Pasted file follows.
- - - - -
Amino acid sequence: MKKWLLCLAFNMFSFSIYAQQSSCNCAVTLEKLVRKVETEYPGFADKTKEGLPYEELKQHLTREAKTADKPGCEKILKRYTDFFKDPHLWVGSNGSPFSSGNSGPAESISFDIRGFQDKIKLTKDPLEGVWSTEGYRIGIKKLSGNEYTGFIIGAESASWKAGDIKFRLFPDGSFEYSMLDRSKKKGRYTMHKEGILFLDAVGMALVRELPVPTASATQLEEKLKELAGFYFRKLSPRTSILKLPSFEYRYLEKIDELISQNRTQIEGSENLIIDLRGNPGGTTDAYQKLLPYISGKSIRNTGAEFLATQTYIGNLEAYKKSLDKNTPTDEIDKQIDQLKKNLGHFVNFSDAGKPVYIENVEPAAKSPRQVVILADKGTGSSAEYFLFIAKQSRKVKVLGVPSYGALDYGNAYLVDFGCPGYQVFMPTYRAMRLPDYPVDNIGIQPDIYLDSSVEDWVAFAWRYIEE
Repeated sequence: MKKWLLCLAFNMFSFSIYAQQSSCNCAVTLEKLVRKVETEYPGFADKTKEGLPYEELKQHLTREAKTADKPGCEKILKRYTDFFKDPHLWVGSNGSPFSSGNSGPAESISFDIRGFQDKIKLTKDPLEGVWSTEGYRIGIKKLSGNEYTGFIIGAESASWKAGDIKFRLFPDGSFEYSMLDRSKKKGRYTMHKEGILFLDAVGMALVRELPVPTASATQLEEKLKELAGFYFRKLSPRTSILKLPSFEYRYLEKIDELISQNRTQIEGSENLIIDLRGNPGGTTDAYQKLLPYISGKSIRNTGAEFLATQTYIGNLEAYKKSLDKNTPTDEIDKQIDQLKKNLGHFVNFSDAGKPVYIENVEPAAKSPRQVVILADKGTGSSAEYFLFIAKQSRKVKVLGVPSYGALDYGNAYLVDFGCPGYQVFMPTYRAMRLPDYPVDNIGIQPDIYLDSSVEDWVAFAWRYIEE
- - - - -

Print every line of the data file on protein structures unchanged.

Amino acid sequence: MKKWLLCLAFNMFSFSIYAQQSSCNCAVTLEKLVRKVETEYPGFADKTKEGLPYEELKQHLTREAKTADKPGCEKILKRYTDFFKDPHLWVGSNGSPFSSGNSGPAESISFDIRGFQDKIKLTKDPLEGVWSTEGYRIGIKKLSGNEYTGFIIGAESASWKAGDIKFRLFPDGSFEYSMLDRSKKKGRYTMHKEGILFLDAVGMALVRELPVPTASATQLEEKLKELAGFYFRKLSPRTSILKLPSFEYRYLEKIDELISQNRTQIEGSENLIIDLRGNPGGTTDAYQKLLPYISGKSIRNTGAEFLATQTYIGNLEAYKKSLDKNTPTDEIDKQIDQLKKNLGHFVNFSDAGKPVYIENVEPAAKSPRQVVILADKGTGSSAEYFLFIAKQSRKVKVLGVPSYGALDYGNAYLVDFGCPGYQVFMPTYRAMRLPDYPVDNIGIQPDIYLDSSVEDWVAFAWRYIEE
Repeated sequence: MKKWLLCLAFNMFSFSIYAQQSSCNCAVTLEKLVRKVETEYPGFADKTKEGLPYEELKQHLTREAKTADKPGCEKILKRYTDFFKDPHLWVGSNGSPFSSGNSGPAESISFDIRGFQDKIKLTKDPLEGVWSTEGYRIGIKKLSGNEYTGFIIGAESASWKAGDIKFRLFPDGSFEYSMLDRSKKKGRYTMHKEGILFLDAVGMALVRELPVPTASATQLEEKLKELAGFYFRKLSPRTSILKLPSFEYRYLEKIDELISQNRTQIEGSENLIIDLRGNPGGTTDAYQKLLPYISGKSIRNTGAEFLATQTYIGNLEAYKKSLDKNTPTDEIDKQIDQLKKNLGHFVNFSDAGKPVYIENVEPAAKSPRQVVILADKGTGSSAEYFLFIAKQSRKVKVLGVPSYGALDYGNAYLVDFGCPGYQVFMPTYRAMRLPDYPVDNIGIQPDIYLDSSVEDWVAFAWRYIEE